Nicholas Kirkwood On His Love of a Good Collaboration
Be it latex stilettos, digi-floral satin tie-ups, carved lacquered wood wedges or aluminum pop art the boy is on fire. In addition to captaining his own line, Nicholas Kirkwood stepped up as creative director last year for Pollini. Since then, he’s launched the Forward Designer Project which, this season alone, has him collaborating with Louise Gray and Manish Arora, making Egyptian inspired mesh booties for Preen, sherbert velvet lace-ups for Michael van der Ham and carnivale-esque sandals at Meadham Kirchhoff. We caught up with the design dynamo at his showroom in Paris to make sure he’s not harboring a mini army of creative clones.
ELLE: You’re something of a collaboration junkie aren’t you?
NK: Once I got into it, I felt like I’d be missing out. When I first started with Polini I said I’d do one show, but then now I’m doing 11 or 12!
ELLE: There’s a freedom in that isn’t there?
NK: I get to play outside of my own box. Working with Rodarte doing melted candle wax heels — I LOVE doing that, but I’d never do that with my own collection. My collection’s more about silhouette and line and not as playful in that way, but I love to do that so it’s a great excuse for me.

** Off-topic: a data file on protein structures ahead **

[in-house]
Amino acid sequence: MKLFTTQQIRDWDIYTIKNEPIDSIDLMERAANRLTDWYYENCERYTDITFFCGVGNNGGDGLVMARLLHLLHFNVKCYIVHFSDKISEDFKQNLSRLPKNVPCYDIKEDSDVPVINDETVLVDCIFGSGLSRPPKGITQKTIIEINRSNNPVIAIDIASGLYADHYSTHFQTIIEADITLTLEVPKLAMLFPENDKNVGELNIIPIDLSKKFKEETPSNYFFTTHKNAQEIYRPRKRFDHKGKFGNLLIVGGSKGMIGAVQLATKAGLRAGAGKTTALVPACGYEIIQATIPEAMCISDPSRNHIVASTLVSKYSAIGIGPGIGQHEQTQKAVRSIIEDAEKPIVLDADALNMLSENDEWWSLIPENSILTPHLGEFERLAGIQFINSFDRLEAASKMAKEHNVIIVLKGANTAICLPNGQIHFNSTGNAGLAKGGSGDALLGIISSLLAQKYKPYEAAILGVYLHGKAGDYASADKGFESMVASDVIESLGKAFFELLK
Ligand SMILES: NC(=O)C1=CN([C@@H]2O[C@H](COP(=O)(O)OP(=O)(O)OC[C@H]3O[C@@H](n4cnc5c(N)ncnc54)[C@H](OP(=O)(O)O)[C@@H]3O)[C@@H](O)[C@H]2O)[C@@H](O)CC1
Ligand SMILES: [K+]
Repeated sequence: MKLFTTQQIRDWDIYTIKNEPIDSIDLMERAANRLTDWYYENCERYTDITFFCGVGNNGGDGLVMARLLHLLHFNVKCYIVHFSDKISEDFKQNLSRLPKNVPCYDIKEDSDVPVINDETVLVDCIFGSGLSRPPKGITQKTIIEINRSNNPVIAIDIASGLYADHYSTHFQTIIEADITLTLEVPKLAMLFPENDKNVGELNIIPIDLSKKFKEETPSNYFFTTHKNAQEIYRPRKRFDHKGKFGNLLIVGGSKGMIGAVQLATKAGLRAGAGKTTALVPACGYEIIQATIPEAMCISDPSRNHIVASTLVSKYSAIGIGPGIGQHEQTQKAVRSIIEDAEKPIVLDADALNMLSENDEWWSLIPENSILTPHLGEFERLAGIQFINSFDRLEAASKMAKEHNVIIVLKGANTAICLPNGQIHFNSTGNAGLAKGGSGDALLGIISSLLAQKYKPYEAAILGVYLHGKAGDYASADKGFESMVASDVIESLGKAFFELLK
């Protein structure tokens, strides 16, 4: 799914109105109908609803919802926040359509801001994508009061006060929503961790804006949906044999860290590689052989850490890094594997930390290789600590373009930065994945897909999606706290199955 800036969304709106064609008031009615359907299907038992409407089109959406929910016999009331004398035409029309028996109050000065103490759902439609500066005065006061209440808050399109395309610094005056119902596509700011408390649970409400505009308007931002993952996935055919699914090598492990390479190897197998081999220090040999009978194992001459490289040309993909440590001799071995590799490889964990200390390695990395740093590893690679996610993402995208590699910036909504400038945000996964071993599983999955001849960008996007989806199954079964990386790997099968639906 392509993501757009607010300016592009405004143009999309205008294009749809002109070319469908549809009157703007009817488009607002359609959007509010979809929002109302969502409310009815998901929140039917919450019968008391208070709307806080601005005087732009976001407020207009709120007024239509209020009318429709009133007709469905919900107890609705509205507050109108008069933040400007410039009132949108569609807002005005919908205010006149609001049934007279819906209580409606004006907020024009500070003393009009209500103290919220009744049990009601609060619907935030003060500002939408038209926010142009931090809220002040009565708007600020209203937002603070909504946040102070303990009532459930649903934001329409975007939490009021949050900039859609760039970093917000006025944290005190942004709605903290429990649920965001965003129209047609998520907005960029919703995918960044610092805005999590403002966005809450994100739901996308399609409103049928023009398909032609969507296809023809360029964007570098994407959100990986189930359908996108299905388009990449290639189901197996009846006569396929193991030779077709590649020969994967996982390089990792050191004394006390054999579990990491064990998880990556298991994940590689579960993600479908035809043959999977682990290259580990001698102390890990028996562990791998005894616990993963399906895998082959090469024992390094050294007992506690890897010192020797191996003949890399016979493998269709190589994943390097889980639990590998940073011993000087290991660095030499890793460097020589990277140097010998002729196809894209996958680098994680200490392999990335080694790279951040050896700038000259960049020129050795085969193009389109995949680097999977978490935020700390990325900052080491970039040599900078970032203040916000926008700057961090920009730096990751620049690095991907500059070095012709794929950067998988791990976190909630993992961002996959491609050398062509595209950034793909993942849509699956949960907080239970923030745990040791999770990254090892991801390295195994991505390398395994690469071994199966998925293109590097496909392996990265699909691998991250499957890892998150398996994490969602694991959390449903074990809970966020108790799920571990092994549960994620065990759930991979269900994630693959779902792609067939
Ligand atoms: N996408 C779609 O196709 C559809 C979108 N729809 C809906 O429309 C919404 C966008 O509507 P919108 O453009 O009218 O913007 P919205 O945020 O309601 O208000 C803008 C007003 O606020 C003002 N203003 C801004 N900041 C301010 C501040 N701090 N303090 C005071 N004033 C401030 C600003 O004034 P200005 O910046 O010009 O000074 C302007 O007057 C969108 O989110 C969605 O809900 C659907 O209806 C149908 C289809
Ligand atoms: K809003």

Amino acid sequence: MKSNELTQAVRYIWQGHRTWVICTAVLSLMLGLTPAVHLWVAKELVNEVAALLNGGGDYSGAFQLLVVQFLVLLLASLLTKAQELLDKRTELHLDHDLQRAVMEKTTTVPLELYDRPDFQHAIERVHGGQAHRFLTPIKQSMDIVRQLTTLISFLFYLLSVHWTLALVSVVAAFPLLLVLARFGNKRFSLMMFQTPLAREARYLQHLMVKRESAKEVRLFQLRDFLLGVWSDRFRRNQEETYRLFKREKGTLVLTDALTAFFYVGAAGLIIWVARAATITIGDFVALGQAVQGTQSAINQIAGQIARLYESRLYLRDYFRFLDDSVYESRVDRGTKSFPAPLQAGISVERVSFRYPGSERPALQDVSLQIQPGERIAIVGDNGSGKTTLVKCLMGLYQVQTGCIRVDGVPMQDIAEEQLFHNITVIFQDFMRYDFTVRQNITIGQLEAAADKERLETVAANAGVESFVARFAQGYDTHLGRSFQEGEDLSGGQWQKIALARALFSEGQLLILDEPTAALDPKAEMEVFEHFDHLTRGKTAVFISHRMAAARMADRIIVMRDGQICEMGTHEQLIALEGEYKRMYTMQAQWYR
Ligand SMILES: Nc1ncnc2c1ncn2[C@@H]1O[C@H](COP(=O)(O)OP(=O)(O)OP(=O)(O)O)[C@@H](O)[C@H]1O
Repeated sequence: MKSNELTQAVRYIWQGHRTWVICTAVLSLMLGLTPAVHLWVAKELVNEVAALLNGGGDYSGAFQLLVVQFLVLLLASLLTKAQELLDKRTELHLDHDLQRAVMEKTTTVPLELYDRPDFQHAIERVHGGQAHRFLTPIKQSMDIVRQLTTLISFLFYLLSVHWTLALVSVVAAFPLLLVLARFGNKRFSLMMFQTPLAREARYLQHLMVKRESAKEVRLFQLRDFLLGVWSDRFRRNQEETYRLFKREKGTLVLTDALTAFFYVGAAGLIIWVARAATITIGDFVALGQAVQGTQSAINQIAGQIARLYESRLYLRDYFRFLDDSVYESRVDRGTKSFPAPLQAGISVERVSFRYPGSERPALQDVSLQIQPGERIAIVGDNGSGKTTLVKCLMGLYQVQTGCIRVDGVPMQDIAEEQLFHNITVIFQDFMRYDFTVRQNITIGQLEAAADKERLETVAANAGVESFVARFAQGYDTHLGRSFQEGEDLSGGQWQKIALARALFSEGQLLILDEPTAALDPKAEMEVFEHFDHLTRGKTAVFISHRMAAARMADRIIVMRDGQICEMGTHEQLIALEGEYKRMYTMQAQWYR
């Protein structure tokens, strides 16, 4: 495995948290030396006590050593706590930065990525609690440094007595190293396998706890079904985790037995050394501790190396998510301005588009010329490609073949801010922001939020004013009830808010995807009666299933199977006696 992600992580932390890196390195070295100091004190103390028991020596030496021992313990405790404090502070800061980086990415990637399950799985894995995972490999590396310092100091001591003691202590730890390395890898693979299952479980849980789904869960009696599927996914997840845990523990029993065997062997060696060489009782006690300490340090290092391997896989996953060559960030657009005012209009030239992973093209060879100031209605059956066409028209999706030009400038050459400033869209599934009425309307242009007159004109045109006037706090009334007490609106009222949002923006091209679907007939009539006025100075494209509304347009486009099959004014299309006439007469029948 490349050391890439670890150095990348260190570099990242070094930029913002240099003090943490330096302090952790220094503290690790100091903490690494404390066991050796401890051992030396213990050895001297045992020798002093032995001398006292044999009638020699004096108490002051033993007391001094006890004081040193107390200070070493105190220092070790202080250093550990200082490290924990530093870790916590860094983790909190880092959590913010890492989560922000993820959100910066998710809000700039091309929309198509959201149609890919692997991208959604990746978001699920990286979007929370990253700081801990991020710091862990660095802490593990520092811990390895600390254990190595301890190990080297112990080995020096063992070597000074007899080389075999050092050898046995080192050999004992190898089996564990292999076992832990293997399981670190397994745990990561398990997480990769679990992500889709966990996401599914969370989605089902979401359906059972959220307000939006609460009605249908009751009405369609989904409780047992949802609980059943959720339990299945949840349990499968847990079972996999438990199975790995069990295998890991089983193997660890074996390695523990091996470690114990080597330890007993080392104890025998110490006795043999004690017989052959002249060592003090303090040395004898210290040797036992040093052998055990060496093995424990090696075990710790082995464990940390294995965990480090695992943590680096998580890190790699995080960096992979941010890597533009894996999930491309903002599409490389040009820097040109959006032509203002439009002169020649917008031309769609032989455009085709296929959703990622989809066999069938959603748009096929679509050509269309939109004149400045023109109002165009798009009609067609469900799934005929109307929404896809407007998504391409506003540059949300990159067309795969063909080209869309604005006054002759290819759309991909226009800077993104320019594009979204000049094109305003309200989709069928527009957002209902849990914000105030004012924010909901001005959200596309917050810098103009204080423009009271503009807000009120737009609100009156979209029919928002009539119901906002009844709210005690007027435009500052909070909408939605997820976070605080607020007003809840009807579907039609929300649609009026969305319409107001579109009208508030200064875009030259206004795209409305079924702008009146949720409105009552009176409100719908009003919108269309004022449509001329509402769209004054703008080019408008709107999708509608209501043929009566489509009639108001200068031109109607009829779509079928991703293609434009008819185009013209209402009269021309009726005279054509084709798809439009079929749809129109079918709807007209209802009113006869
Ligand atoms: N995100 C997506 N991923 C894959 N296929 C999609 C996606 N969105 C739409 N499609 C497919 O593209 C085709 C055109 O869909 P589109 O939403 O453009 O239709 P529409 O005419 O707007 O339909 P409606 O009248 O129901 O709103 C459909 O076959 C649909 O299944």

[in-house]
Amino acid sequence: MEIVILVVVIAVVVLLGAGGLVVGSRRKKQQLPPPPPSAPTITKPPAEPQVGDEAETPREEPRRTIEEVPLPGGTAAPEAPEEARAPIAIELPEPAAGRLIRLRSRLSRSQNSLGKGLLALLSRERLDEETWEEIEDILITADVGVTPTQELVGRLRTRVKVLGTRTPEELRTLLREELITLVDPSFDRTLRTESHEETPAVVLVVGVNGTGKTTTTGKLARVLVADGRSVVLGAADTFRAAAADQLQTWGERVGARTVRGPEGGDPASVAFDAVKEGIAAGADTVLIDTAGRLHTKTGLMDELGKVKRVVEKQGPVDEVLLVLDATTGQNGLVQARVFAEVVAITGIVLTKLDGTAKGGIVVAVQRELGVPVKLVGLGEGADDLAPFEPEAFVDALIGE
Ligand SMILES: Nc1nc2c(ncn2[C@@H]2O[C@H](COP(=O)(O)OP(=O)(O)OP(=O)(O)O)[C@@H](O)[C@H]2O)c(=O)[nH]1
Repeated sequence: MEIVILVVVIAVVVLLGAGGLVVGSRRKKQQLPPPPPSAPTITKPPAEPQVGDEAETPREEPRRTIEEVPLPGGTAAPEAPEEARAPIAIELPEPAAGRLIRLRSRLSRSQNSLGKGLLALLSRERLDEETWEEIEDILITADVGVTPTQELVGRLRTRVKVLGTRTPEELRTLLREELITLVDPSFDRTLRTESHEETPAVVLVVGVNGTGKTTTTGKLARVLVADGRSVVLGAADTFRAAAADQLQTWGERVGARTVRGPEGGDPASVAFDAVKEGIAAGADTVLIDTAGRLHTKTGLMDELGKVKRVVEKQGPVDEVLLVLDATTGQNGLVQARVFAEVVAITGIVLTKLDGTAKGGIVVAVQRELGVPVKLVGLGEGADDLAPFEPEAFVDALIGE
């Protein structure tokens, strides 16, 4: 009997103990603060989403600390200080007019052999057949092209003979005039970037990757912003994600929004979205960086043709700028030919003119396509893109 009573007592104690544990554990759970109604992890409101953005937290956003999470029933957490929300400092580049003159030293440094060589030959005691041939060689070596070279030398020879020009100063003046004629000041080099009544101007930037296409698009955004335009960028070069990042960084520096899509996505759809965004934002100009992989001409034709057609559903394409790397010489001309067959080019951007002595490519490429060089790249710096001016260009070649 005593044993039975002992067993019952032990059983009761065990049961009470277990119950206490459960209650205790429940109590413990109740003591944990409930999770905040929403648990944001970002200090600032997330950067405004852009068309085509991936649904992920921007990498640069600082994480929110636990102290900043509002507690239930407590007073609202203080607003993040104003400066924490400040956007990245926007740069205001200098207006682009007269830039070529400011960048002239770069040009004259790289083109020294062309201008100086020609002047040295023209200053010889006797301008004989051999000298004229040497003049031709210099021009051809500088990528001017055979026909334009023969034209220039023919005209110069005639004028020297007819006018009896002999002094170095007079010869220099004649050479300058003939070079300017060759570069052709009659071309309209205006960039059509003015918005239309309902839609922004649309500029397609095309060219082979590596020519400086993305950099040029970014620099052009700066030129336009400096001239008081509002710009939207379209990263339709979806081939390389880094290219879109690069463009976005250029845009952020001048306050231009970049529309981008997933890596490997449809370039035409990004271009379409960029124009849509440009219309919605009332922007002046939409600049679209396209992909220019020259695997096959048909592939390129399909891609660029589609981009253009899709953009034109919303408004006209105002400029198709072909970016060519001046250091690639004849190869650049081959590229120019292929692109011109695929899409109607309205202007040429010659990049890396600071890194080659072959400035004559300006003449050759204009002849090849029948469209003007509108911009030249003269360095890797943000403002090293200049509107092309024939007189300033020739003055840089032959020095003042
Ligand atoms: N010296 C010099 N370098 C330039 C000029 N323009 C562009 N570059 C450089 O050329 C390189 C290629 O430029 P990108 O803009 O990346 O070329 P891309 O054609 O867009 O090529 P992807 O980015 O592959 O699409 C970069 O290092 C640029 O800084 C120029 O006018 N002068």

ELLE: How did those light up Rodarte candle heels come about?
NK: They had candles everywhere and their collection was so ethereal, you know, ghostly in a way. We thought how are we going to do this, put little batteries in them? And I thought “Do I want shoes with on/off switches?” We ended up getting 200 lighters, the ones with little LED torches and a button and broke them apart.
ELLE: Bet that was a head-scratcher for the factories?
NK: We had to just drill into the heel ourselves and push them in. Lucky for us it was translucent enough to be seen.
ELLE: Your shoes are feats of engineering, but what I love most is the exploration of materials, like you did with Peter Pilotto this season.
NK: That was lacquered aluminum, laser cut and sprayed. We cover the outsided and shaved them to size. Not difficult, but it is expensive. Far more than the shoe costs to make. So we’ll end up doing a mold in plastic, but it’ll look just the same.
ELLE: There’s a signature to your own line, this recurring ‘D’ shape.
NK: It’s the only one I’ve still done since my very first season in 2005, but in different constructions. For me it’s kind of my classic shoe in a way.
ELLE: I noticed a few kitten heels in the mix, are you venturing into new territory?
NK: This season we pushed on with simple slingbacks which aren’t radically changing anything, but I need to also be able to mature as a brand and offer normal shoes as well. Not just try to make everything look-at-me kind of shoes. My customer that buys that now also just wants something they can put on and go to the shops with. So it’s a bit more concentration this season. It’s going to be something that takes two or three seasons to try and get right and for people to understand that I can do that, too. by Sabrina Morrison